Mike Zigmont, author of the Zigmont Report, is a partner at New York-based Harvest Volatility Management, a hedge fund with over $10B AUM, offering volatility management solutions to its investor base worldwide. Mike has been publishing his daily newsletter (Monday-Friday) privately for the firm’s investors and his personal contacts in the investment business since 2008, sending it daily shortly after the market close.
The opinions expressed below are my own
Party party party. This is what US equity investors look like.
If US equities are reacting to the money supply punch bowl, this party is going to last much longer.
The Fed may be taking the punch bowl away, but it is a slow process. In the meantime, the ECB and the BOJ keep bringing out more punch.
Markets may finally be so globally connected that the Fed isn’t the only party host anymore. Hold this thought for a bit….
This rally in US stocks is remarkable. Earnings season and strong guidance are the media’s go-to reasons to explain the latest leg in the rally but I don’t buy it. Valuations are stretched, even if you re-boost earnings and revenue expectations. The fundamental case to buy stocks is weak. Equities march higher every day though and news headlines aren’t at work. The tape climbs and the climb is retroactively explained with nondescript justifications that aren’t new.
Q: “Why are we rallying?”
A: Earnings season
A: Tax reform
A: Strengthening economy
A: Weakening Dollar
Depending on who you ask at what time of day, you get one of these, or some combination.
These answers aren’t garbage but they aren’t new either. There’s nothing about today that materially changes these factors yet we get a fresh boost of bullishness every session.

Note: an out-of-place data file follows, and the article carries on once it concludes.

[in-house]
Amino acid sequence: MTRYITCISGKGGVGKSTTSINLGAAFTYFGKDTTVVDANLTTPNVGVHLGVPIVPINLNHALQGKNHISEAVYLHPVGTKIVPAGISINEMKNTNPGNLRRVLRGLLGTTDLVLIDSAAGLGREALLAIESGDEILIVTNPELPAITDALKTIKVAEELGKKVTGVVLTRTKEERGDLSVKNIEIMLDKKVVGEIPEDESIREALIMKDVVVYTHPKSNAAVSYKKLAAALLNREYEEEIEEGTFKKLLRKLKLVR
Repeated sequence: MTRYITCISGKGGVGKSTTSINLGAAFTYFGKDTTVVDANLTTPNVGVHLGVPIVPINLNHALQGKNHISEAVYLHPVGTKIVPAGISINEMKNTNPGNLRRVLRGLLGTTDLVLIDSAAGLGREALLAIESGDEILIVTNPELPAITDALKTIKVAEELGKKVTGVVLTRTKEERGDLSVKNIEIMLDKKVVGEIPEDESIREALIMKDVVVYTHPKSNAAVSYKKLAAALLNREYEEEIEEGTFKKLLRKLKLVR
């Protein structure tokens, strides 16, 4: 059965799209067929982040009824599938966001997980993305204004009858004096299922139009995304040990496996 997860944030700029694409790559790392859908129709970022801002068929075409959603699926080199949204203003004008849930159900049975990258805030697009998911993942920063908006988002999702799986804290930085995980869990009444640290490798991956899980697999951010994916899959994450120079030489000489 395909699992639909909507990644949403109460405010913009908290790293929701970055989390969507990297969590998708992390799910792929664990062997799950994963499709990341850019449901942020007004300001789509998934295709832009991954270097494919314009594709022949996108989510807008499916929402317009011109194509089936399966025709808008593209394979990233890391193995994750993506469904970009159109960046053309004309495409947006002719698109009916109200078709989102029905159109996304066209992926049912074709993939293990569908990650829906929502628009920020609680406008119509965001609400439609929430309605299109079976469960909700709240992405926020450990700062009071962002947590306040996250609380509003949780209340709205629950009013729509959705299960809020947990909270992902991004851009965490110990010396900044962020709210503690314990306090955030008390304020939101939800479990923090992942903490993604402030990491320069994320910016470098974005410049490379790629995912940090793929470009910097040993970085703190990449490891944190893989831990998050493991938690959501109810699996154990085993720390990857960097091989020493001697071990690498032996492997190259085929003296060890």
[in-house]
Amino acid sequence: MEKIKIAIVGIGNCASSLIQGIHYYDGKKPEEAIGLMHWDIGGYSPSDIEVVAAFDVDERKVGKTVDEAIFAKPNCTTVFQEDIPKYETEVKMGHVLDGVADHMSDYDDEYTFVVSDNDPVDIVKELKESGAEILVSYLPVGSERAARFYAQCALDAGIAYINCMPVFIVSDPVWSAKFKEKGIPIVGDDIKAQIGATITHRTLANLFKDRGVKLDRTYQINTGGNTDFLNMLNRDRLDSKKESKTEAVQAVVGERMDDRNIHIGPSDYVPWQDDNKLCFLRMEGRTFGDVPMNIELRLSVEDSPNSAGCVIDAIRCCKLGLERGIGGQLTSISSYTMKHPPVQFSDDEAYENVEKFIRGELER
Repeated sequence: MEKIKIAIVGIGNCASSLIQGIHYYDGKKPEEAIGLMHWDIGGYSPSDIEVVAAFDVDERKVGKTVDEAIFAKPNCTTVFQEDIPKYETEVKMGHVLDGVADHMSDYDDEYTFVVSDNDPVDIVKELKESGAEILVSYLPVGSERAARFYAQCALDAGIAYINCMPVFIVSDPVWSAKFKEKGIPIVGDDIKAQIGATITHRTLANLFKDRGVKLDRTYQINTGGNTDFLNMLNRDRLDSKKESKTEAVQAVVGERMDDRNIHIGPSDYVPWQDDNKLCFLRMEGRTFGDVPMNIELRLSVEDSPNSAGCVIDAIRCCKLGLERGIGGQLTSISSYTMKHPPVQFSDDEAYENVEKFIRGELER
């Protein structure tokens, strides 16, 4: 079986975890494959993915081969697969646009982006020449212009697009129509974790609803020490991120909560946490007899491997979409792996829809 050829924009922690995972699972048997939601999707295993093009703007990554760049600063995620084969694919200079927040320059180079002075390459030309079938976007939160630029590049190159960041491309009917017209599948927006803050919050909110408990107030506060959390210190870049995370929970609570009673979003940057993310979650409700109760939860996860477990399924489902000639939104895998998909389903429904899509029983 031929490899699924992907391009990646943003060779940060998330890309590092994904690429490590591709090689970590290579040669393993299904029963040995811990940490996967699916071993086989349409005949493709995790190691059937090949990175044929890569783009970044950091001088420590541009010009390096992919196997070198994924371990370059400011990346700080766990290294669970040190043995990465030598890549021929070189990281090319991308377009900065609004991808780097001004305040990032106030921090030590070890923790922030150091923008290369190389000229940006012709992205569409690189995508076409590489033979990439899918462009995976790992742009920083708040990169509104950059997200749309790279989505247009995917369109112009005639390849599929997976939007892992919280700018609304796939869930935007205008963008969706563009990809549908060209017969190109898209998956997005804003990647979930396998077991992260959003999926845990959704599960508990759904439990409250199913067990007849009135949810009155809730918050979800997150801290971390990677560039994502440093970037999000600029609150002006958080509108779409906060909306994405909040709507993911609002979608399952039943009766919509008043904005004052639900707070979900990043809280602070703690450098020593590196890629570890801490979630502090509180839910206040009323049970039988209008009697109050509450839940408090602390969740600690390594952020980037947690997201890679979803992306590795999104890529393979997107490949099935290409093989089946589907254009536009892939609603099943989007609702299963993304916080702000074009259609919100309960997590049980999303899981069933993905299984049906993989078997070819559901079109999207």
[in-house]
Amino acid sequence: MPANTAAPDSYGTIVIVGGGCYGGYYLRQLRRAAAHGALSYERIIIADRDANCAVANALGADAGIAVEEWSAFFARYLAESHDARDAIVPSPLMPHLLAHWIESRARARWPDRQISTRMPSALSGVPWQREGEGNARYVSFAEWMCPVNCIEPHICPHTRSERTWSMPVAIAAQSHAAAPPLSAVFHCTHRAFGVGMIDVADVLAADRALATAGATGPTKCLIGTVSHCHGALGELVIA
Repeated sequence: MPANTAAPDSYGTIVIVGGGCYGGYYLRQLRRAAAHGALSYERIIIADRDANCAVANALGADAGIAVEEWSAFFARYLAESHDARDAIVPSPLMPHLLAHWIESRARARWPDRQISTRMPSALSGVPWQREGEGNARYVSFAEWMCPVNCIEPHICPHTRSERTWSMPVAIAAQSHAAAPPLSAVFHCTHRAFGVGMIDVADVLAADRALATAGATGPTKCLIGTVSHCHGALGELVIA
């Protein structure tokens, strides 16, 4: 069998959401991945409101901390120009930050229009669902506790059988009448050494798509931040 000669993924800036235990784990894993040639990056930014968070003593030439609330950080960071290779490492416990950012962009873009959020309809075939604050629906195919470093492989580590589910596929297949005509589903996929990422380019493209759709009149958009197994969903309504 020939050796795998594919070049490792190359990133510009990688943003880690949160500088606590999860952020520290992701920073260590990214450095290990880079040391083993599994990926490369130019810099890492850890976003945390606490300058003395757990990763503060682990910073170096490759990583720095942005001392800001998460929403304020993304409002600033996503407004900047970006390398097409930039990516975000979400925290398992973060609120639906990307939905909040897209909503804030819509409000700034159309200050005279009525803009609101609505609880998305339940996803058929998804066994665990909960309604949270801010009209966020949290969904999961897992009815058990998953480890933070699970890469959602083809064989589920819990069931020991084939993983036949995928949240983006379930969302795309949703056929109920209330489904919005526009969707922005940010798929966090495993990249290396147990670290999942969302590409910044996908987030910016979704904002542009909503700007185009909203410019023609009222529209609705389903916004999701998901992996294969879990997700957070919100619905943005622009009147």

This is momentum. That’s not a magical revelation obviously but it’s the longest and most unshakable stretch of bullish momentum I can remember. Is this momentum rooted in *sentiment* or is it rooted in something else.
Let’s get back to the punch bowl analogy. If this momentum is actually fueled by the major central banks of the world, then here’s the future:
- We’re going up until one or all of the central banks do something *massively* hawkish.
o That ain’t happening anytime soon
They have to surprise hike and/or target equities and/or talk about curtailing speculative excess. They may have to cause a recession.
So we may be in the endgame of the central bank cycle. Maybe the central banks have accommodated for too long and they have to overshoot in the opposite direction. When that happens, it’s going to be as ugly for equities as ugly gets.
Here’s the rub. The central banks haven’t even started to wonder out loud if the accommodation has been too great for too long.
If I’m right (big if), they are so far behind the curve that the equity upside between now and their moment of truth is still large.
Maybe stocks will rally another 20% or 50% or 100% until they take shock everyone.
For the first time since the crisis, I’m worried that the Fed and the other central banks, cannot exit ZIRP smoothly.
I’m worried that the policy error is already done.
I’m worried that we’re going to rally huge and then crash even bigger.
If I’m wrong, this rally is just an amazing sentimentally driven momentum event…. it will unwind at some point. It may get a little bit messy but it’ll be nothing compared to the policy mistake that I fear.
I sure hope I’m wrong.
See you tomorrow,